Despite uncertainty, residential real estate sales activity on the North Side is healthy. Buyers and sellers just need to know how to navigate the market.
5-Oct-21 Chicagos North Side resale home market is on a roller coaster headed into autumn with median sale prices falling and mortgage rates creeping higher.
Thats the big picture outlined in Baird & Warners September 2021 Market Analysis that focused on four key neighborhoods: Lake View, Lincoln Park, Near North Side, and North Center.
Variables such as the second outbreak of COVID-19, rising crime, state and city financial problems, and the outlook for 2022 real estate tax increases are all having an effect on the residential real estate market, noted John Irwin (left), a broker with Baird & Warner. Unfortunately, these variables have not been brought under control, so it is impossible to predict their continued impact on the Fall 2021 market.
Interest rates creep up
A mortgage rate increase above the magic 3 percent affordability threshold is the latest cloud over the autumn market.
Freddie Macs Primary Mortgage Market Survey reported on September 30 that benchmark 30-year fixed home loan rates rose nationwide to an average of 3.01 percent, up from 2.88 percent a week earlier. Last year at this time, the 30-year fixed loans averaged 2.88 percent.
Fifteen-year fixed-rate loans rose to an average of 2.28 percent, up from 2.15 percent a week earlier. A year ago, the average 15-year fixed mortgage averaged 2.36 percent.
Mortgage rates rose across all loan types last week as the 10-year U.S. Treasury yield reached 1.54 percent, its highest point since June, said Sam Khater (right), Freddie Macs Chief Economist. Many factors led to this increase, including the Federal Reserve communicating that it will taper its support of the capital markets, the broadening of inflation, and emerging energy supply shortages which compound other labor and materials shortages.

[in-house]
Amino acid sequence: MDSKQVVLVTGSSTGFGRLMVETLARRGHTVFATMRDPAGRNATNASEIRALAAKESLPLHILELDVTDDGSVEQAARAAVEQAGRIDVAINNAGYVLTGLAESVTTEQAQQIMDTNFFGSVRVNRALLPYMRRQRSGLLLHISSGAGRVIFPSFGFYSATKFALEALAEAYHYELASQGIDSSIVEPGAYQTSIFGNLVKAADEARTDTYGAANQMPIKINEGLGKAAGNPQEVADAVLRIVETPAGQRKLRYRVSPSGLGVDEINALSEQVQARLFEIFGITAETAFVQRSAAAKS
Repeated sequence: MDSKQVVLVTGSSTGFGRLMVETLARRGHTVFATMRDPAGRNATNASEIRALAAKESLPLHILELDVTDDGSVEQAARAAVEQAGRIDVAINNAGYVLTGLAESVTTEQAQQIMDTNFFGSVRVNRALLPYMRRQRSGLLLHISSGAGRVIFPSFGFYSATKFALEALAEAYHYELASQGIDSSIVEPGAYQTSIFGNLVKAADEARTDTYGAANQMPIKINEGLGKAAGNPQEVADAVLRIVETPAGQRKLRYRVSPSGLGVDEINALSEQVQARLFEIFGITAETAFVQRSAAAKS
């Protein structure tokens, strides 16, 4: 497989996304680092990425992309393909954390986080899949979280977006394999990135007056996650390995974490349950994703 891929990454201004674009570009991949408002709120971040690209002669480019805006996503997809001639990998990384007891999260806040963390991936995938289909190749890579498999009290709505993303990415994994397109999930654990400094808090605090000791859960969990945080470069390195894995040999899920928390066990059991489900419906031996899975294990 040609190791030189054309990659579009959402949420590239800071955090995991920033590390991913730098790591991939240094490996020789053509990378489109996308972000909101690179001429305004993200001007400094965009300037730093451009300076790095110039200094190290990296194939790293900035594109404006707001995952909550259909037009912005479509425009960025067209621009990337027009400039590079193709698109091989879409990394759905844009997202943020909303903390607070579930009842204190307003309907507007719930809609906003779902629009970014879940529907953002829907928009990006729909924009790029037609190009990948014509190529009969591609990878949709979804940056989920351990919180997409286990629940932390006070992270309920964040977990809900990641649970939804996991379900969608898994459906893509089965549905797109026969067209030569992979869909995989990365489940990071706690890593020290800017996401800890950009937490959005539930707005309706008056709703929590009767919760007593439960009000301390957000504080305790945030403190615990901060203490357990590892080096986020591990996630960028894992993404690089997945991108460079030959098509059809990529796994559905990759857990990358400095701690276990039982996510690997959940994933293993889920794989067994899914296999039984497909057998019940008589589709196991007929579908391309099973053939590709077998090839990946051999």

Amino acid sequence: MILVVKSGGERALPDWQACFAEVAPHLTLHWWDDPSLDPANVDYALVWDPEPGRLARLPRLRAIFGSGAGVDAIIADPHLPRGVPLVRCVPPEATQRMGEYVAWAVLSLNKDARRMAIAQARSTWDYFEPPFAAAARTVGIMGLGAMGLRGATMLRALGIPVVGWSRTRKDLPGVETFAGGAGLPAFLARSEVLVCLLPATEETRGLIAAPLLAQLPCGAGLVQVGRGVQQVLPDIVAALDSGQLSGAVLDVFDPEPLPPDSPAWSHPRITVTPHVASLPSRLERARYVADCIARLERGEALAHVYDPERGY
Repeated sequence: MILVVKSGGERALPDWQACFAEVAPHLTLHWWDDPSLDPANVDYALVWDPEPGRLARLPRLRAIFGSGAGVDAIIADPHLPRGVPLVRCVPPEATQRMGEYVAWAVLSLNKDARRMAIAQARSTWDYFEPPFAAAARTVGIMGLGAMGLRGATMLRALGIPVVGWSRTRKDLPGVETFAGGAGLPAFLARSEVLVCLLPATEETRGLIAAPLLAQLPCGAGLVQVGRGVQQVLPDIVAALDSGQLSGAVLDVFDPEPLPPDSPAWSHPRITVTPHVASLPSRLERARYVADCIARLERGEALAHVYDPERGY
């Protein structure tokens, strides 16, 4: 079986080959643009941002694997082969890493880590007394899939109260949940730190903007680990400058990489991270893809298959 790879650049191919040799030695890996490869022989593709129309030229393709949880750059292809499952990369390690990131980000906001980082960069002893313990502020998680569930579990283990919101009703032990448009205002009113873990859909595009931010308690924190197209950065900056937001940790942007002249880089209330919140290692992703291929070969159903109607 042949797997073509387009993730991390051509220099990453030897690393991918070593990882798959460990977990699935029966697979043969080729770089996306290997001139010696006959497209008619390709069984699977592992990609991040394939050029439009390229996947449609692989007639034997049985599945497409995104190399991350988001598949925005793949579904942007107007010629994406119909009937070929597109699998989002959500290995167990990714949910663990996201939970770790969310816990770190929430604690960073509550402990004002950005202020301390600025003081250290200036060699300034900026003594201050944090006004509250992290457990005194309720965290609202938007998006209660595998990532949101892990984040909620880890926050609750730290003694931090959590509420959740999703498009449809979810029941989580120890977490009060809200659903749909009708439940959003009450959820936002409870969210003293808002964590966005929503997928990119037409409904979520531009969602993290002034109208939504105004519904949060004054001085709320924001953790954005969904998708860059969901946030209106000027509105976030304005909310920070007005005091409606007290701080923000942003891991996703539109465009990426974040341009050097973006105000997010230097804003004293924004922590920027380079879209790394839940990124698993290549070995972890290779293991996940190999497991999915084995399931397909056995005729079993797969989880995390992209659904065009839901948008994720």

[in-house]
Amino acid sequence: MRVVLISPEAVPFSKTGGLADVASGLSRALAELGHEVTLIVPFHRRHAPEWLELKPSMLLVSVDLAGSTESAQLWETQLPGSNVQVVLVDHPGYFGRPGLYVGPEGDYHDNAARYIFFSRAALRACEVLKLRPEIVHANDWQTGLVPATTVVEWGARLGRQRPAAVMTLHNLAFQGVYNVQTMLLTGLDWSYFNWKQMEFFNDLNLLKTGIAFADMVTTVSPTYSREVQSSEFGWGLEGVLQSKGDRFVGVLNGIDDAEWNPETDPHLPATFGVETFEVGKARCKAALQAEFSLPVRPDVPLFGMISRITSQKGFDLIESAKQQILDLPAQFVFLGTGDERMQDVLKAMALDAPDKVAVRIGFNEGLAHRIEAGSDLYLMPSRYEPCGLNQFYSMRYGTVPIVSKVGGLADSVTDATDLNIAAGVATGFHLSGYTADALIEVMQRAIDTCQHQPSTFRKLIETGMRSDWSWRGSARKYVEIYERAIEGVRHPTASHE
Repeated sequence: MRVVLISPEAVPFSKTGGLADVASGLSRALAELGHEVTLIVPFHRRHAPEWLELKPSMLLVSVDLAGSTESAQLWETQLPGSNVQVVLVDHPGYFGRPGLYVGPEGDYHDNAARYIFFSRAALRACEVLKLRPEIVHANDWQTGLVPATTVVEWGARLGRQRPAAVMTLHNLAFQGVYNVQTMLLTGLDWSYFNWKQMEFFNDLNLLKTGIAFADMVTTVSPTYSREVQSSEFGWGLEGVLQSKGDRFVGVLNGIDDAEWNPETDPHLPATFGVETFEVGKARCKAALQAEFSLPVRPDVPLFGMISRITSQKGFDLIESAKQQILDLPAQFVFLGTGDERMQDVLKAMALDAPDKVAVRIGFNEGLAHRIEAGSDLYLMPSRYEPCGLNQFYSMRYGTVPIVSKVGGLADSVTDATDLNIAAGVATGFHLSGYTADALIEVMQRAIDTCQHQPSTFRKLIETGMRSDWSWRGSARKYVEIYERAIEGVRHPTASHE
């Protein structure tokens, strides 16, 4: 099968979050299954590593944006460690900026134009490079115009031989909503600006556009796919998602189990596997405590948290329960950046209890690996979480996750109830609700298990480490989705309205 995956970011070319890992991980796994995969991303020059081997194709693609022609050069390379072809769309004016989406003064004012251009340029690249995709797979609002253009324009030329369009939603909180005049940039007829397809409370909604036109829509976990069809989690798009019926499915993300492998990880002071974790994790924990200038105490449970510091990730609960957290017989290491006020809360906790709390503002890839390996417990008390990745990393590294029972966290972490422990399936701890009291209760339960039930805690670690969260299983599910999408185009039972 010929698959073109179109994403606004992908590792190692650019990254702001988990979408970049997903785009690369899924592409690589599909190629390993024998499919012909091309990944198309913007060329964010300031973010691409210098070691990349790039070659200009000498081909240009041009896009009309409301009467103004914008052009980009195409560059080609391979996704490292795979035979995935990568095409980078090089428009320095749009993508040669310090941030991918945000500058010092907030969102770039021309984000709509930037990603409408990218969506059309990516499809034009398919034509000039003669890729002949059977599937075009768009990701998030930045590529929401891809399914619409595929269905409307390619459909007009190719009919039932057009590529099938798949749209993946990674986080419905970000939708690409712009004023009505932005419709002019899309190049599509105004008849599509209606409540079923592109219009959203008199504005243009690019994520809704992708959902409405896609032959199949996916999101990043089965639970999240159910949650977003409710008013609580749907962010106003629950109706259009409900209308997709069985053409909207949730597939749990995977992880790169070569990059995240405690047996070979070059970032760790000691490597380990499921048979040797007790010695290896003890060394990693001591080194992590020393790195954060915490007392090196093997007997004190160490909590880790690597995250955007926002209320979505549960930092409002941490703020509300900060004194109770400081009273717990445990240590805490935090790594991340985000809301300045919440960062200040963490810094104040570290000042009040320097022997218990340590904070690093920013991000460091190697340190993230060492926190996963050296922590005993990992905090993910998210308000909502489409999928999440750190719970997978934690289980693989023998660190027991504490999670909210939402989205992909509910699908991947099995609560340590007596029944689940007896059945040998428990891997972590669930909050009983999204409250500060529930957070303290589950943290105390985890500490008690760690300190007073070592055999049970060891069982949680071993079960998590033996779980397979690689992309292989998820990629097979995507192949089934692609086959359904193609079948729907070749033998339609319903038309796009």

Khater gloomily predicts mortgage rates will continue to rise modestly which will likely have an impact on home prices, causing them to moderate slightly after increasing over the last year.
Home prices descend
Home prices on the North Side already appear to be impacted by higher interest rates.
While median sale prices in the four surveyed North Side neighborhoods are up four percent year-to-date, in August there was some slippage in three of the four neighborhoods, according to Baird & Warner.
Lake View. Median prices eased 4.7 percent. However, prices on luxury homes rose 2.6 percent in the $1-2 million bracket. Unit sales were about the same as last August, but homes in the $1-2 million bracket rose 13.6 percent.
Lincoln Park. Overall median prices in the neighborhood plummeted 14.7 percent in August. However, homes in the upscale price range of $500,000 to $1 million only slipped 5.1 percent. Total unit sales fell 7 percent in Lincoln Park.
Near North. Median home prices slipped 5.4 percent, while units priced under $500,000 fell 5.5 percent. On the sales side, the Near North area was hot in August, with 43.1 percent more transactions than the same month in 2020. Units priced under $500,000 posted 20.6 percent more sales than a year ago.
North Center. Bucking the trend, median prices in this neighborhood, which includes the hot St. Bens area, skyrocketed 38.8 percent in August.
However, the median price of homes priced at more than $2 million in North Center slipped 3.8 percent. While overall home sales slipped 4.1 percent, units priced at more than $2 million zoomed 52.9 percent in sales volume during August.
Despite the uncertainty, the North Side residential real estate sales activity is healthy, Irwin said. Buyers and sellers just need to know how to navigate the market.
Many buyers are looking for homes in turnkey condition, Irwin noted. This not only includes a fresh coat of paint, but a more contemporary look. For sellers, updating can be less costly than a future price change.
Pricing is the most critical element for sellers, he said. Testing an inflated price can lead to higher market times and potential costly price changes.